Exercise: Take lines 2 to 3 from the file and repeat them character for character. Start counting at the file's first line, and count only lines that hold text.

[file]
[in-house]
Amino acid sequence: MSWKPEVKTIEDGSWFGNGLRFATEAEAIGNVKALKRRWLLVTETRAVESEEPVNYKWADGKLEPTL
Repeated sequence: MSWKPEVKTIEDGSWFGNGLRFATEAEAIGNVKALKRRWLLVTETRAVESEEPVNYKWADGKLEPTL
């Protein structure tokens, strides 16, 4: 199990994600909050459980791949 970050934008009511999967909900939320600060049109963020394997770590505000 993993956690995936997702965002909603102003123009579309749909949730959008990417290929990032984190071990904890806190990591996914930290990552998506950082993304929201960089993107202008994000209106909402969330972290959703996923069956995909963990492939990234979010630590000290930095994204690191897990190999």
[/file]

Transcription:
Amino acid sequence: MSWKPEVKTIEDGSWFGNGLRFATEAEAIGNVKALKRRWLLVTETRAVESEEPVNYKWADGKLEPTL
Repeated sequence: MSWKPEVKTIEDGSWFGNGLRFATEAEAIGNVKALKRRWLLVTETRAVESEEPVNYKWADGKLEPTL